Third World Communities Fight the `Blue Revolution’
01 / 1998
Between the 1970s and the 1990s, global production of cultured shrimp, mainly the large "tiger prawns", grew substantially. In 1990, countries in the Asian region produced 556,500 tonnes of shrimp or 80% of the world output, from approximately 820,000 hectares of farmland along the coast. Most of the output went to rich markets like Japan, the USA and Europe, where cultured shrimps have become a fashionable part of the cuisine and fetch a high price.
However, because of the wide range of environmental and social ill-effects, the so-called `Blue Revolution’ may head the way of the once-lauded Green Revolution. Already, protests are mounting in India, Bangladesh, Thailand, Malaysia and the Philippines. Problems have also been reported from Taiwan, Vietnam, China and, outside Asia, in Ecuador.
In Bangladesh, thousands of rice farmers have lost their paddy fields to aquaculture pond owners who have managed to buy these mostly infertile lands very cheaply. In the Satkhira region, around 300,000 people were displaced from their farmlands by aquaculture. The remaining lands have been badly affected by seepage of salt water from shrimp ponds.
Conflicts, sometimes violent, have broken out between farmers and shrimp pond owners in parts of Bangladesh. NGOs like Nijera Kori are helping these communities organise to defend themselves. In September 1994, villagers forcibly took over 32 shrimp farms in the Khulna region.
Along the east coast of India, a strong grassroots movement, aided by organisations like LAFTI and PREPARE, has successfully prevented the construction of shrimp ponds in coastal states. In Andhra Pradesh, villagers in Kurru attacked and destroyed aquaculture farms by uprooting the pumps and breaching the mud walls of the ponds. Indian activists fighting aquaculture recently won a Supreme Court order banning any new aquaculture activity in coastal states. According to a cost-benefit analysis commissioned by the Supreme Court, the
social and environmental costs outweighed the economic benefits by a ratio of four to one in Andhra Pradesh, while in the state of Tamil Nadu, the losses were one and a half times more than the gains from aquaculture.
The clearing of mangroves and river pollution caused by aquaculture ponds along the coast have caused huge declines in catch for fishermen in Malaysia. In Kerpan village, hundreds of farmers blocked bulldozers which had come to clear their paddy fields after the state government had compulsorily acquired their land.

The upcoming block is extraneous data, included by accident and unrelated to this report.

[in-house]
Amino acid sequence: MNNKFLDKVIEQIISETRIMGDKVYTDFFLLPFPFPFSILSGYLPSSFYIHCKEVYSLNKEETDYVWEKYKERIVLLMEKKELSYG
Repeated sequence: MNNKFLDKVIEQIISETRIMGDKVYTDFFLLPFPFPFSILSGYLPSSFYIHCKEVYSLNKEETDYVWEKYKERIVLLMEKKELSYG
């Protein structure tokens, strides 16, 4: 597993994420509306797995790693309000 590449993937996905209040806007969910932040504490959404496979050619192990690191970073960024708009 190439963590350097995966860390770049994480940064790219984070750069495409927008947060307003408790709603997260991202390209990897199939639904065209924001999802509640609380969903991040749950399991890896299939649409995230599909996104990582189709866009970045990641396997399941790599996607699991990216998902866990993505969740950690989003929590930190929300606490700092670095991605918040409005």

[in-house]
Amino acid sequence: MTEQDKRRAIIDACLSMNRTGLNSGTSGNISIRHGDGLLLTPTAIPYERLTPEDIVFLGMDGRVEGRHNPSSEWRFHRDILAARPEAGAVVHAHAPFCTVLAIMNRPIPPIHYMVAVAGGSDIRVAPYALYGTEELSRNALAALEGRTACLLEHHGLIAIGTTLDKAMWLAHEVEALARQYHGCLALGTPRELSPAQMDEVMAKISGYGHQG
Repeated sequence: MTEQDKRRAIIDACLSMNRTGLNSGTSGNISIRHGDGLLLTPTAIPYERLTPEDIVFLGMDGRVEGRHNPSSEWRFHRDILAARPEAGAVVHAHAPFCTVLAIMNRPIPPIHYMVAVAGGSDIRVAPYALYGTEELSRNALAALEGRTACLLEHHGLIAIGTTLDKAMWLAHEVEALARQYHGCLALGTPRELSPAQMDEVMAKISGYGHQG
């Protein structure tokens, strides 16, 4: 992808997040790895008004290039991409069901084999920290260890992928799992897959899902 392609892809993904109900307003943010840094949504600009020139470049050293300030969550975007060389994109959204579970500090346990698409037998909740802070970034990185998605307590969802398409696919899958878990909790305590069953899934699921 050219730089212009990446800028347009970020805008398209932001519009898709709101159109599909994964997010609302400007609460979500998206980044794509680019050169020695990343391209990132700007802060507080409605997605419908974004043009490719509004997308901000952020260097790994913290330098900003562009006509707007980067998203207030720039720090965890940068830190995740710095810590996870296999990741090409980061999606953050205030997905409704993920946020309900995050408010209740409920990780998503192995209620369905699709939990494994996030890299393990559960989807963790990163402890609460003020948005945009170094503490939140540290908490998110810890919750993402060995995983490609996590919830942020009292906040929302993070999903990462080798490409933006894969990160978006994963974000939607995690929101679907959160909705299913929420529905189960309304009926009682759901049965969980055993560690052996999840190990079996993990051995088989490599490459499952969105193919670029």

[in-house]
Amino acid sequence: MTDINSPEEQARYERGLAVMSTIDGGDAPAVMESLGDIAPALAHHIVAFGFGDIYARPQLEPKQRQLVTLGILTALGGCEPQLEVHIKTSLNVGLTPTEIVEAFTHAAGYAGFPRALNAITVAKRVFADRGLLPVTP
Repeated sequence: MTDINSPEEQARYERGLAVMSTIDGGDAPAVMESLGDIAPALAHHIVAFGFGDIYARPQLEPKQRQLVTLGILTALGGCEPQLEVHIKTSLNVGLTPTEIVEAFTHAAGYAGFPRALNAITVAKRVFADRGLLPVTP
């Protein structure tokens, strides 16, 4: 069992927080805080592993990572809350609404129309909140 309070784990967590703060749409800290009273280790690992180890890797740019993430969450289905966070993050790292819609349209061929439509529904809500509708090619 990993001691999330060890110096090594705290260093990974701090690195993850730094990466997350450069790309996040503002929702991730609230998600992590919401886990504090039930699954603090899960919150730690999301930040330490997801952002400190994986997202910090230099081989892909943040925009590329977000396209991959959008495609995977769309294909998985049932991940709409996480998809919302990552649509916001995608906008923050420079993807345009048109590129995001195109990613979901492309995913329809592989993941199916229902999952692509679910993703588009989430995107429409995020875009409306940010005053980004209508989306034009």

In Ecuador, which is the world’s fourth largest producer of cultured shrimp, a boycott campaign has been organised among consumers by the environmental group Accion Ecologica which was essentially concerned about the destruction of large tracts of mangrove forests in the coastal regions.
In many Asian countries the output from shrimp farms has also fallen as a result of disease and environmental degradation. In 1987, Taiwan was Asia’s leading producer of cultured shrimp, with 90,000 tonnes. The next year the production dropped to 40,000 tonnes and then, in 1989, to 25,000 tonnes. This was mainly due to disease of epidemic proportions caused by viruses, bacteria and protozoa. Also contributing to the shrinking production was the indiscriminate use of toxic chemicals and antibiotics.
Similarly, in India, from late 1994, a mysterious viral disease, called the `white spot disease’, spread along the eastern states of Tamil Nadu, Andhra Pradesh and Orissa. It wiped out large parts of the shrimp crop. In Nellore, a centre for aquaculture, entrepreneurs were forced to declare a crop holiday. The lethal virus ultimately spread to West Bengal too, where aquaculture farms account for more than a third of India’s output.
A newly discovered virus attacked prawn farms in the state of Kedah, Malaysia, soon spreading to 40 farms in the neighbouring state of Perak, destroying almost the entire crop of prawns. In Ecuador, too, contamination of water by pesticides led to the outbreak of a disease locally called the "tauro syndrome". In the Gulf of Guayaquil, 12,000 hectares of shrimp ponds had to be closed.
From the experiences of farmers in several Asian countries, it is apparent that the benefits from intensive aquaculture are of a short-term nature. More significantly, the ultimate benefits - economic and social - of this form of aquaculture do not go to the local community. On the other hand, as is often the case, the local population - farming and fishing communities - find themselves at the receiving end off the calamity that
often strikes aquaculture farms. Not only do they find themselves bereft of land, they discover that whatever land is left has been rendered useless and uncultivable in the aftermath of aquaculture operations.Small-scale farmers and fishermen have practised aquaculture for centuries. The crucial difference, however, between traditional forms of aquaculture and modern practices lies in the intensity of the application of inputs and farm management practices. In traditional Asian aquaculture, the scale of operations was usually small and farmers did not use inputs like chemicals, antibiotics and processed feeds. Traditional aquaculture farmers depended on tidal action for the natural exchange of water in their ponds. In some countries like India, Bangladesh and Thailand, rice farmers used to rotate paddy cultivation with shrimp cultivation, so that rice was grown for part of the year and shrimps reared in the same paddy fields for the rest of the year. Such a low-yield, natural method, called extensive aquaculture, proved sustainable over long periods. It may now be time to reassess the modern methods of intensive or semi-intensive aquaculture.
Articles and files
KHOR, Martin, The Aquaculture Disaster: Third World Communities Fight the`Blue Revolution' in. Third World Resurgence, No.59